A little over a week ago I shared the first five of ten mobile learning resolutions for you to consider in my post, “Talkin’ ‘Bout Some Resolutions, Part 1.” Did you get started on any of those? I am going to share five more in this post, and most of these will be rather challenging if you haven’t tackled the first five. Well, I guess it’s OK if you didn’t attend a mLearning conference in the last two weeks, but you could have registered for one! And the other four, you should have a healthy start.
So, what’s next? How can you start moving forward and making progress towards the goal of implementing a mLearning deliverable in your enterprise? These next five resolutions will allow you to make big steps towards that goal:
- I will assess my current learning curriculum for potential mobile learning content. Review your active eLearning, CBT, and ILT, and identify some content that has a high potential to be successful. Maybe it is something as simple as a checklist of best practices or safety standards. It might be some valuable employee onboarding information. Look for that “low-hanging fruit” that resonates with your target audience. You are most likely going to make this first effort relatively simple, so you don’t want to launch something overly complicated.
- I will build a mobile learning development team. Who is in your department that is going to help you get to your goal? You are going to need some specific roles and responsibilities such as instructional designer, developer, IT, quality control/testing and project manager. You are going to want someone who is going to “champion” the effort and evangelize it within the organization. Which of these roles are you going to take on? Build a team of people who see the power and potential of mLearning so you are all working with passion toward the common goal.
- I will learn about the different types of mobile delivery. Mobile website? Mobile Web app? Native app? Hybrid? Aaaah! Don’t get frustrated. The delivery that is best for you is going to be driven by different factors and help you make this choice. Delivering to a variety of mobile devices? Probably not a native app. Want to make use of the camera? Native app, probably! It’s good to know what each of these delivery types is capable of and where they falls short. Your IT person is going to want to have a say in this choice so discuss it with them as well. This resolution is a big one as you will most likely need to learn about mobile application management (MAM), mobile device management (MDM), mobile security and BYOD (bring your own device). I know all these acronyms might make you want to BYOB, but you don’t need to become an expert in all of this. Just make sure you understand the principles and advantages and disadvantages of each. Your IT team member can do the heavy lifting in this area.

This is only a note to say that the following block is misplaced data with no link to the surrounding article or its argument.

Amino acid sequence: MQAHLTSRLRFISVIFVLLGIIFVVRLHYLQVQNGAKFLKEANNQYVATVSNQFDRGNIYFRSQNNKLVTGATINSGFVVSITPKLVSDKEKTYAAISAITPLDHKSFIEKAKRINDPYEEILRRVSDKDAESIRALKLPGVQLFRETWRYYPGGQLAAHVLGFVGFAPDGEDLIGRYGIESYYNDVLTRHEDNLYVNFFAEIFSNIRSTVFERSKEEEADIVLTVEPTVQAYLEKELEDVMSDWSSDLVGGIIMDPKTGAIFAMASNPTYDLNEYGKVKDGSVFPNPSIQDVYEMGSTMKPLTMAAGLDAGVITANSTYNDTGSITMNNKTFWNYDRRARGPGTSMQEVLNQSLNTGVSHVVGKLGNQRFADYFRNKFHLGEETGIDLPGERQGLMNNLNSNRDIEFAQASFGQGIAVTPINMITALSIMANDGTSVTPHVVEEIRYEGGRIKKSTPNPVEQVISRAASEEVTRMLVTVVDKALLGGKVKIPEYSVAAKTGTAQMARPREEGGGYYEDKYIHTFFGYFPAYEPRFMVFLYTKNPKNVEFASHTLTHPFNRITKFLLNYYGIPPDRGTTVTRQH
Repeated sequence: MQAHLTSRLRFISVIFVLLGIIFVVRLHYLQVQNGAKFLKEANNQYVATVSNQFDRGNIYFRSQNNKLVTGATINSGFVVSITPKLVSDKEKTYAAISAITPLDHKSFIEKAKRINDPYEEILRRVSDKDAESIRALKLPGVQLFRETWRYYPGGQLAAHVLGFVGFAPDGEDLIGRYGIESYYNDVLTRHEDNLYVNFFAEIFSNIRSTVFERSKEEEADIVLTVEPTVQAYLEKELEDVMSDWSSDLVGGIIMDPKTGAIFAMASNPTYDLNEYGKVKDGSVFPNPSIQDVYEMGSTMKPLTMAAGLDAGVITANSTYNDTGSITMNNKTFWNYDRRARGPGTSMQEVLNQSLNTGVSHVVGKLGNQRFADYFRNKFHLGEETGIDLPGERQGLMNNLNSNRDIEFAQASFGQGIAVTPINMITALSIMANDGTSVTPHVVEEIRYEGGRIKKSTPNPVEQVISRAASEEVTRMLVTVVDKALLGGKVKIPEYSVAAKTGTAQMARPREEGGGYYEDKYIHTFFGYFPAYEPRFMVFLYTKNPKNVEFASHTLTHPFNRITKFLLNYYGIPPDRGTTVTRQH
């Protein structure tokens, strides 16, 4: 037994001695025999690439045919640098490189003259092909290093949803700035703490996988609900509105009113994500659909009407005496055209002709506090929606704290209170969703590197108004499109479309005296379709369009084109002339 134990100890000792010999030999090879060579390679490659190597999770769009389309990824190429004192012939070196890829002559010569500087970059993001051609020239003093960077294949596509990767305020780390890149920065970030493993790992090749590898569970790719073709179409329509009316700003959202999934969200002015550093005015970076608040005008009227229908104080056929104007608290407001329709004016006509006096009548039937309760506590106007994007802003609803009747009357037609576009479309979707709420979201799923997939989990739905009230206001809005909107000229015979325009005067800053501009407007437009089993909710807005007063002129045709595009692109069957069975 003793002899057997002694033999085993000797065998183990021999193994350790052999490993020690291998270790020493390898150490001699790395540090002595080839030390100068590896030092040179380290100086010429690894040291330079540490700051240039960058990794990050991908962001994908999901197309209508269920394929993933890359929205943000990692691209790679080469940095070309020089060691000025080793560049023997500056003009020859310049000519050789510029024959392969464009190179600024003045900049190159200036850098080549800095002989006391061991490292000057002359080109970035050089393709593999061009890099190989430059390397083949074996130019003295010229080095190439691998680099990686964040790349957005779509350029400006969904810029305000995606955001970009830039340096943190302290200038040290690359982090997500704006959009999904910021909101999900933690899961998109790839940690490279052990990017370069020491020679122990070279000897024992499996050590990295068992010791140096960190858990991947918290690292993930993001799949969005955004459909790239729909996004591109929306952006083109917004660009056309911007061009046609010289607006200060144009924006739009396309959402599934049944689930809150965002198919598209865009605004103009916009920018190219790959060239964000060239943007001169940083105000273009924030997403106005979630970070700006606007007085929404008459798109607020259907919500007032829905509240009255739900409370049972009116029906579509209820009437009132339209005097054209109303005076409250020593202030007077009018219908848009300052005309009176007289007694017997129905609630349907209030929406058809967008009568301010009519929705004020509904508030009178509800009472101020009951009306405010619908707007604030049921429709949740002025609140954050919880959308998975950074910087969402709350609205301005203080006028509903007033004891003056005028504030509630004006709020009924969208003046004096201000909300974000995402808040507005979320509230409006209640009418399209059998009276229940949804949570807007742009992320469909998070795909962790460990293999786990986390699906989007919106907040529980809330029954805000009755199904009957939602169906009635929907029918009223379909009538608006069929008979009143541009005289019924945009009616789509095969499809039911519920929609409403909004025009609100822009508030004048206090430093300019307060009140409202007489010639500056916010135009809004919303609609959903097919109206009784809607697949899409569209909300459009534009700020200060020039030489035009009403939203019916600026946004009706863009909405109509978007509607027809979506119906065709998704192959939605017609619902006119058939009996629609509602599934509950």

- I will consider a prototype for a deliverable. Float Mobile Learning is a HUGE proponent of the prototype. We write blog posts about it, magazine articles, give presentations – we talk prototypes to anyone who will listen! Why are we so high on prototypes? For one, there is less risk involved. You are going to make mistakes with your mLearning initiative, especially if it is the first effort within your enterprise. Why not make those missteps on a smaller, more manageable effort? Prototypes also help you keep the Big Three in check: scope, schedule and budget. The smaller deliverable will not cost as much as a full build, and it will have a shorter timeline. Also, it will give you a powerful and engaging deliverable to show your stakeholders and get them on board for the complete project.
- I will implement mobile learning in my organization for the right reasons. I saved this resolution for last, even though it is the most important one. Any mLearning project you develop must result in your target audience becoming better at what they do. Make them more informed. Make them more productive. Allow them to become more efficient in their job. Smarter. Safer. Faster. Happier. What does success look like for your mobile learning? Make sure you have that clearly defined in a business case and that you can measure it so you know when you have reached your goal. Don’t let the wrong reasons hijack your mLearning effort. If you hear yourself saying, “We are doing this because mobile learning is cool,” or, “The AVP said he wanted an app!”, be forewarned you might have a negative outcome. Build a strategy that leads to success so that your audience gets excited about learning on a mobile device. You will pave the way for many more mobile learning deliverables.
If you can hold to these resolutions this year, I can safely say you have a great chance of talking about your successful mLearning at the office Christmas party in December. Did you have any resolutions this year? Maybe some that aren’t on this list? Add them to the comments below or keep me posted during the year. I would love to hear both successes and failures. Lessons learned make us all better.
Have a great 2013 and happy mLearning!
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